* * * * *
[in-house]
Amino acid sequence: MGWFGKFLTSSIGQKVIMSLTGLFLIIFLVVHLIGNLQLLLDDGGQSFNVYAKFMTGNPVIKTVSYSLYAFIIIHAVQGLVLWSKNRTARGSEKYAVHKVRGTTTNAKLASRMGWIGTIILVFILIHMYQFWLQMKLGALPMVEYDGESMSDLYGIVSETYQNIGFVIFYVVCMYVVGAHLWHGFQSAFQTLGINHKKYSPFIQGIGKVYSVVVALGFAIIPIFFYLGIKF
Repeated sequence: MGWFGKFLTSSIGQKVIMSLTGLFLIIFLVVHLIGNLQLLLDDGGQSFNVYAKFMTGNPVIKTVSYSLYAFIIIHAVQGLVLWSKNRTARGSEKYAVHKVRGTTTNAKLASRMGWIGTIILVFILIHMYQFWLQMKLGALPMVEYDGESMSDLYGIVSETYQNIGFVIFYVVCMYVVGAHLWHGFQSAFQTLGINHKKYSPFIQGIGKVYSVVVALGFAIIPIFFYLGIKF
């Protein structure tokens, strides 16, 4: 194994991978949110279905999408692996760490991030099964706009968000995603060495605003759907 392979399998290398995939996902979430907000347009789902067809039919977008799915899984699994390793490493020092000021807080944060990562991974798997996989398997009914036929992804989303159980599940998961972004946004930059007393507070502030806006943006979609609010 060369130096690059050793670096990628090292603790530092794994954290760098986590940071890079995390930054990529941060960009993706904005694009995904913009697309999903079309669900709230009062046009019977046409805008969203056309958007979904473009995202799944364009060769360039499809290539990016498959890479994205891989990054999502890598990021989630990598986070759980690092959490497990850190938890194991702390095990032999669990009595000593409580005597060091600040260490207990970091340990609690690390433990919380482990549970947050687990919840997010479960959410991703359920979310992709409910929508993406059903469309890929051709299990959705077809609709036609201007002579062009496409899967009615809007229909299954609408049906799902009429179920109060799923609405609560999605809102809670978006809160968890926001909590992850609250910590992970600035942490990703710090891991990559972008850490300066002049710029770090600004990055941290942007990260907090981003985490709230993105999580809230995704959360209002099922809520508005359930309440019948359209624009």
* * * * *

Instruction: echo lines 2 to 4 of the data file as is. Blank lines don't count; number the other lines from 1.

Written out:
Amino acid sequence: MGWFGKFLTSSIGQKVIMSLTGLFLIIFLVVHLIGNLQLLLDDGGQSFNVYAKFMTGNPVIKTVSYSLYAFIIIHAVQGLVLWSKNRTARGSEKYAVHKVRGTTTNAKLASRMGWIGTIILVFILIHMYQFWLQMKLGALPMVEYDGESMSDLYGIVSETYQNIGFVIFYVVCMYVVGAHLWHGFQSAFQTLGINHKKYSPFIQGIGKVYSVVVALGFAIIPIFFYLGIKF
Repeated sequence: MGWFGKFLTSSIGQKVIMSLTGLFLIIFLVVHLIGNLQLLLDDGGQSFNVYAKFMTGNPVIKTVSYSLYAFIIIHAVQGLVLWSKNRTARGSEKYAVHKVRGTTTNAKLASRMGWIGTIILVFILIHMYQFWLQMKLGALPMVEYDGESMSDLYGIVSETYQNIGFVIFYVVCMYVVGAHLWHGFQSAFQTLGINHKKYSPFIQGIGKVYSVVVALGFAIIPIFFYLGIKF
């Protein structure tokens, strides 16, 4: 194994991978949110279905999408692996760490991030099964706009968000995603060495605003759907 392979399998290398995939996902979430907000347009789902067809039919977008799915899984699994390793490493020092000021807080944060990562991974798997996989398997009914036929992804989303159980599940998961972004946004930059007393507070502030806006943006979609609010 060369130096690059050793670096990628090292603790530092794994954290760098986590940071890079995390930054990529941060960009993706904005694009995904913009697309999903079309669900709230009062046009019977046409805008969203056309958007979904473009995202799944364009060769360039499809290539990016498959890479994205891989990054999502890598990021989630990598986070759980690092959490497990850190938890194991702390095990032999669990009595000593409580005597060091600040260490207990970091340990609690690390433990919380482990549970947050687990919840997010479960959410991703359920979310992709409910929508993406059903469309890929051709299990959705077809609709036609201007002579062009496409899967009615809007229909299954609408049906799902009429179920109060799923609405609560999605809102809670978006809160968890926001909590992850609250910590992970600035942490990703710090891991990559972008850490300066002049710029770090600004990055941290942007990260907090981003985490709230993105999580809230995704959360209002099922809520508005359930309440019948359209624009």